Benjamin Monnig develops the iPad user interface for airplane cockpits during the day, but he’s spent the past five months working evenings and weekends building up SportsPage, a mobile app that is essentially a hybrid of Flipboard and ESPN.
The idea is simple: users can pick from over 700 teams and sports they care about and see custom news for those selections displayed in a magazine format.
“I am a big Flipboard fan and grew to yearn for an app that was like Flipboard, but sports specific,” Monnig said. “There wasn’t anything out there like it, so I decided to create it, and that’s how SportsPage came to be.”
SportsPage, which is self-funded, presents news in a magazine format and aggregates from sources like Twitter, ESPN and team websites. Monnig says the app is differs from competitors because it presents visually appealing, sports-specific news without unwanted clutter.
“The social aspect has to enhance the news experience, not merely add clutter,” he said. “A Tweet of “GO MIZZOU” is great, but merely takes up space that a Tweet containing a news story could be shown instead. The news and information needs to be carefully selected to ensure the user experience.”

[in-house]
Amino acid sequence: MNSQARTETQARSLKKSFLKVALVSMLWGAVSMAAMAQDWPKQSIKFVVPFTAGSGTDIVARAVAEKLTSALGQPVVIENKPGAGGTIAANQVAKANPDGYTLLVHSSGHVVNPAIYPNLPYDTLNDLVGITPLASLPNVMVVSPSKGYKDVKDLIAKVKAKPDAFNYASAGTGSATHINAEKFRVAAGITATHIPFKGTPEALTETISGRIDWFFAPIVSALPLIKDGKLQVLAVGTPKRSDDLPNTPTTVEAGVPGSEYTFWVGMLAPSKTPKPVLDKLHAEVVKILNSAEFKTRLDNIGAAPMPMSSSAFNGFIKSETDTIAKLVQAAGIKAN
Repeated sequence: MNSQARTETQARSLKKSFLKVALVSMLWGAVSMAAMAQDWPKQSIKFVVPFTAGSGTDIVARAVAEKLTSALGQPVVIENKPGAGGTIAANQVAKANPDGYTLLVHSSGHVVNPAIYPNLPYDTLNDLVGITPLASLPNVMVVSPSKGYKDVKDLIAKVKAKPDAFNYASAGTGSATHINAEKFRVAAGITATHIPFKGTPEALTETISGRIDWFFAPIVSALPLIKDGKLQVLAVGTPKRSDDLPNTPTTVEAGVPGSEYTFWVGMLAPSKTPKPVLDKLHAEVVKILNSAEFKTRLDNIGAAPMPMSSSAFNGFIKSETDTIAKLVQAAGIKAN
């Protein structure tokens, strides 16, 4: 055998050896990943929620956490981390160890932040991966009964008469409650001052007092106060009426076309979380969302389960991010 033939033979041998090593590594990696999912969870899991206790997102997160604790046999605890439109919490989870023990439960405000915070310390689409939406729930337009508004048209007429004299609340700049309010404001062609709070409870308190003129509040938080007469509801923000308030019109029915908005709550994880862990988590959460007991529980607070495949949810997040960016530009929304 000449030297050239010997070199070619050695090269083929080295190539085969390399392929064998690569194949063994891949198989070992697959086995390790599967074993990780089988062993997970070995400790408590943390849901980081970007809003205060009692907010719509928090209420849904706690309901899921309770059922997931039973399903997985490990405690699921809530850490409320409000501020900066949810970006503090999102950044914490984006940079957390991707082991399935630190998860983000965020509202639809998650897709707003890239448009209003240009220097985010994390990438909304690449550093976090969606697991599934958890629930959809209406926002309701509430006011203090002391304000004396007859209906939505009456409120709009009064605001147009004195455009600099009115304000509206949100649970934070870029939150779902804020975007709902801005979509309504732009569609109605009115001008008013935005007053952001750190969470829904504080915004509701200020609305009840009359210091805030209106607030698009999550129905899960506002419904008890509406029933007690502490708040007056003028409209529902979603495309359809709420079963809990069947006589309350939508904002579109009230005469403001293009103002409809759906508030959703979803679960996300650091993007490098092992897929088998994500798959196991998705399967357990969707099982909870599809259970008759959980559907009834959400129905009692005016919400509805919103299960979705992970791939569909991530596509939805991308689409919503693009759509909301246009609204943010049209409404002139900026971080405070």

This isn’t Monnig’s first try in the mobile world.
The big sports fan and freshman basketball coach at Lakeside High School developed his first mobile startup called Tapose in 2011. The cloud-based app is a multifunctional productivity, multitasking and content creation resource that sells for $2.99 and has over 35,000 downloads.
It was his involvement with Tapose that caught the attention of the Boeing bosses. Monnig was originally hired as Flight Deck engineer, but once the company found out his rare combination of engineering and design knowledge, Monnig moved into a group called Flight Deck Mobile that focuses on iPad applications for the pilots during flight.
And while his mobile development knowledge helped in the workplace, his new gig at Boeing is providing insight on the startup side as well.
“Working on Flight Deck iPad applications is a perfect match and has been a great experience helping develop unique user interface guidelines for applications which have a unique use case,” Monnig explains. “The Flight Deck is a unique environment for software usage, and a lot of thought has to go into every pixel, color usage, and icons which can be understood no matter the pilot’s primary language.”
He’s hoping all the lessons learned from Tapose and Boeing will help make SportsPage the go-to app for sports fans using a mobile device.
The app will launch at the end of November with both a free, ad-based version and a 99-cent ad-free option as well.
Previously on GeekWire: Sports social network Fanzo enters a very crowded field